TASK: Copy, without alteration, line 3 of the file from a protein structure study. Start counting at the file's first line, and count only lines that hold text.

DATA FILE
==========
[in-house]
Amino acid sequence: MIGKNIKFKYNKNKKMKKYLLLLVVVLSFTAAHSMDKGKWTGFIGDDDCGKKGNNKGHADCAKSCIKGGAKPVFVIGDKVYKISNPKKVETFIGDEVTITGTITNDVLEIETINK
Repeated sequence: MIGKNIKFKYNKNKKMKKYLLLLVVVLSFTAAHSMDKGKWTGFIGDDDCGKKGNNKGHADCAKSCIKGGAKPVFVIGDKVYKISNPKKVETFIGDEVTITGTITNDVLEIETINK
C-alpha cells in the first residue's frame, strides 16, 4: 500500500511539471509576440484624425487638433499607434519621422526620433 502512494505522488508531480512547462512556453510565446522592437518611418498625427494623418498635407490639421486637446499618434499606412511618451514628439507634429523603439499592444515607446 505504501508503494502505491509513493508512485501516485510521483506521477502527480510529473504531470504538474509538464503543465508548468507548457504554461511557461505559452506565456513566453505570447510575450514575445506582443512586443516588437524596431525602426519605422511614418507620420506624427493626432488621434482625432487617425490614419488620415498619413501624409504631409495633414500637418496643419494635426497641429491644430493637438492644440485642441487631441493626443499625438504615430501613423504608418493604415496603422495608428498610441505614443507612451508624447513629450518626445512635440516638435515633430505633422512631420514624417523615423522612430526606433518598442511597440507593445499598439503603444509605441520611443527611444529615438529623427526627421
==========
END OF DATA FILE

Repeated sequence: MIGKNIKFKYNKNKKMKKYLLLLVVVLSFTAAHSMDKGKWTGFIGDDDCGKKGNNKGHADCAKSCIKGGAKPVFVIGDKVYKISNPKKVETFIGDEVTITGTITNDVLEIETINK